The Bruins have built a successful system based on depth, guys stepping up and collectively getting hot at the right times.
The B’s have also relied upon a group of top-tier players to maintain consistency and keep the Black and Gold motor running. Tyler Seguin hasn’t really fit into either crowd in the 2013 postseason, but he’s about to, if the Bruins want to win the Stanley Cup.
Seguin was relegated to the third line earlier this postseason, with many media members and sports talk radio callers calling for him to be buried even further — perhaps even scratched. The winger hasn’t done much to argue against these armchair ideas, as he’s registered one goal and four assists in 17 playoff games after getting 16 goals and 16 assists in 48 regular-season games. He’s one of just three Bruins regulars to be in the red when it comes to plus-minus, as his minus-2 only beats out Rich Peverley (minus-6) and Chris Kelly (minus-9).
Those aren’t the numbers of a former first-rounder making 5.7 million smackers. And while he’s already been working in a new role this postseason, he could be looking at yet another one come Saturday night.
After Nathan Horton left the first overtime with what appeared to be re-aggravation to an existing upper-body injury, Seguin was asked to jump into the league’s hottest line, joining the postseason’s best player in David Krejci and the NHL’s most feared player in Milan Lucic. Needless to say, it was quite the promotion — a promotion wasted if he continues to play sub-par puck.
As hot as Krejci is, Horton has been just as terrific. He trails Krejci, the NHL’s points leader, by five points with seven goals and 11 assists, but he leads the league with a plus-22 in this Cup run. Trying to replace Horty’s offense is one thing, but keeping up with the Krejci and Lucic to make the loss of Horton less dramatic is an even bigger thing — but that’s not to say it wouldn’t be a great thing for Seguin to break out and sprinkle some 19s on the scoresheet.
Seguin leads the team in shots this postseason with 62, so the chances have been there.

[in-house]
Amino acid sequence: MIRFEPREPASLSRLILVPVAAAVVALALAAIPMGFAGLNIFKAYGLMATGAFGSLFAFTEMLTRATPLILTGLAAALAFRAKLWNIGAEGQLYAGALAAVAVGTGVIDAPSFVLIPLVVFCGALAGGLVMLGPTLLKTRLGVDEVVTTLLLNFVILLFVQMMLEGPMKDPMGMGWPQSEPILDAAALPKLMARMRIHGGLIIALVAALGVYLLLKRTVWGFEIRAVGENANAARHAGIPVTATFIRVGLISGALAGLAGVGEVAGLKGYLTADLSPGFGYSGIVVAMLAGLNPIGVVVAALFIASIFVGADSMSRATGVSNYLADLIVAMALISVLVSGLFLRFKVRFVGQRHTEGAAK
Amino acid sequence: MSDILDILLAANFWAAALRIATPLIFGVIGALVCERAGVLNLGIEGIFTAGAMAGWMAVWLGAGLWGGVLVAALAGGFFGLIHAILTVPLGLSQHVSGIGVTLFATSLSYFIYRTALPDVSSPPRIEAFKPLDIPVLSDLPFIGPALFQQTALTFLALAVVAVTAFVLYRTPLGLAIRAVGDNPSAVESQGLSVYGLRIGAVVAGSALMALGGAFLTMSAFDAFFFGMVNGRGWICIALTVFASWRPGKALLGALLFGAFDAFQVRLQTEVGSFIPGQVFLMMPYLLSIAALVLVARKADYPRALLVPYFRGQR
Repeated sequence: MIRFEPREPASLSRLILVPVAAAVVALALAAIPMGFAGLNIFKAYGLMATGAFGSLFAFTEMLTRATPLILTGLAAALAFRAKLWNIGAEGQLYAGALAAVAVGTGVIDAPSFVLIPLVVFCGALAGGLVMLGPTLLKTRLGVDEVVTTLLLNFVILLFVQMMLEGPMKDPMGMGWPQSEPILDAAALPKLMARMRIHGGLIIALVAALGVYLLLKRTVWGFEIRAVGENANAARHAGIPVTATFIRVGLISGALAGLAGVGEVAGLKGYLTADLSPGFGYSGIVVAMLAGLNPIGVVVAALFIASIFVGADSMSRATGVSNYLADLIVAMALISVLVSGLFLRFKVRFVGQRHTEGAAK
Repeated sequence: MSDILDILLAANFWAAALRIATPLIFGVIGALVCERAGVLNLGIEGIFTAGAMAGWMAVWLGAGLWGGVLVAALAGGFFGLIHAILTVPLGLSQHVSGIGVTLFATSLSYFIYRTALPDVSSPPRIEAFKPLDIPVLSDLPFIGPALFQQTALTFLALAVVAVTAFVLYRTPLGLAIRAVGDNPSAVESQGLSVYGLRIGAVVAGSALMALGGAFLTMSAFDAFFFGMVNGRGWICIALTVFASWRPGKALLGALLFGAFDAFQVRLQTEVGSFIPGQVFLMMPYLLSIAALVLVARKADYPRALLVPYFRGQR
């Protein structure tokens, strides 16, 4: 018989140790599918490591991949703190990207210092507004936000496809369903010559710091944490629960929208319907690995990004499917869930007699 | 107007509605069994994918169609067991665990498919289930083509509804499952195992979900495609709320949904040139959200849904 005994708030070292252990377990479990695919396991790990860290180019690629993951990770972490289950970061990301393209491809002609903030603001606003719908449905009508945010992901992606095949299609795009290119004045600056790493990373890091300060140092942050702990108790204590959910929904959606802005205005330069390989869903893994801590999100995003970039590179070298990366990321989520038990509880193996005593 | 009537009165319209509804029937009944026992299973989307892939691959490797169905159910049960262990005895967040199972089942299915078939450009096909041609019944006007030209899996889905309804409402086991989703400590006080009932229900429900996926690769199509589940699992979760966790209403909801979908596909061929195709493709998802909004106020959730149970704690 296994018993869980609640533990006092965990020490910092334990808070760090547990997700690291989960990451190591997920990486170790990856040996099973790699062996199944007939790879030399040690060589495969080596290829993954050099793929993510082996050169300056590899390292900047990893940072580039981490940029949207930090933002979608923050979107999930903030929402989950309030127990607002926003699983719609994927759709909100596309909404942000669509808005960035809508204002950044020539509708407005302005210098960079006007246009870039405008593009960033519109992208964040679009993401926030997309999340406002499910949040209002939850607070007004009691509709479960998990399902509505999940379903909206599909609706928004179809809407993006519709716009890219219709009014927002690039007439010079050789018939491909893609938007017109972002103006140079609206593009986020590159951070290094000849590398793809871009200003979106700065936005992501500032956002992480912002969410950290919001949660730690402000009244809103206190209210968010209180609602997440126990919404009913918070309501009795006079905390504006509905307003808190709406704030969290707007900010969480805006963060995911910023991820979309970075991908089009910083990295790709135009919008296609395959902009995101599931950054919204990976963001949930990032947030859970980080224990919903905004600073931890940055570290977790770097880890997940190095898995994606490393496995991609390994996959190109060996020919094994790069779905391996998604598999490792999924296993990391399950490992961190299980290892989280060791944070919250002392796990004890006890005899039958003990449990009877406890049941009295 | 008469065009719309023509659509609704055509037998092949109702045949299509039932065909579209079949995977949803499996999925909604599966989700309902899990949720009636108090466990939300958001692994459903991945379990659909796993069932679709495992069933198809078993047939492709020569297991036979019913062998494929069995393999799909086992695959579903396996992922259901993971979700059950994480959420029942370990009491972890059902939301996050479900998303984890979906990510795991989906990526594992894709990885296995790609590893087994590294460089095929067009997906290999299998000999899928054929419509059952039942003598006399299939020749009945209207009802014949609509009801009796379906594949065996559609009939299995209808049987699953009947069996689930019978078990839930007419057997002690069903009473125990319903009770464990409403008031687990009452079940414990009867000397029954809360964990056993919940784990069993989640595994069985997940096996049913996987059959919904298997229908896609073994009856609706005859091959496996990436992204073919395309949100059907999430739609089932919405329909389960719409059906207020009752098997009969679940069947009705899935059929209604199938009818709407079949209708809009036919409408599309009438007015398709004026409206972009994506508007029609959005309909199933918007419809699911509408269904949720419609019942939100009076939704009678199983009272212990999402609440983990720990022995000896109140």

“He’s been skating well,” head coach Claude Julien said on Thursday. “To me right now, the only thing he needs to do is to be able to finish. If he can finish, it will certainly help his confidence, help our hockey club. But not criticizing his work ethic because he’s competing hard and he’s got some chances. Those things are certainly a positive thing. So there’s only one thing left to do, and you hope for his sake and our sake that it comes along.”
Even if Horton does return, he won’t be the same player he was. As if they didn’t know before, the Blackhawks now know where to target the top-line winger, making any remaining games he plays pure torture. If he stays in the lineup, it will water down that top line, meaning other lines — namely, Seguin’s — will have to step things up on offense.
“It’d be nice to get some goals,” Seguin told the media prior to Game 1, when he was still a third-line role player. “When I work my hardest and have fun, that’s when I have my better games. I have to make sure to find the right level of being excited and also staying calm.”
It’s safe to say that level of excitement was enhanced as the thunderous anthem rocked the United Center prior to Game 1. It’s going to grow even more if Seguin takes over Horton’s spot for good from here on out. He even admitted that he needs to improve on two key things: “My battling [and] my competitive level.”
Not that it will be Seguin’s series to lose if he fills in for Horton full-time along Lucic and Krejci, but it will be his butt on the line as he’s already dug himself a deep hole in the hearts and minds of B’s faithful. An offseason full of depressed fans with plenty of ammunition won’t make one of his most important developmental years any easier. Despite his rocky playoffs, an overtime point in Game 1 would gone a country mile for his playoff report card. Just imagine what can happen if Seguin catches fire and blends right into the force that is the Krejci-Lucic combo?
“I thought he was skating really well,” Patrice Bergeron said on Thursday. “Had some great looks, especially in overtime. He had some very good chances. When he’s on his game, when he uses his speed like he did last night, he’s really tough to defend.”
Seguin has been given plenty of opportunity to pick things up and dust off a rather lackluster performance through the Eastern Conference battles, but now that the team is struggling in depth and scoring on hockey’s biggest stage, his production is no longer an added bonus, it’s a necessity.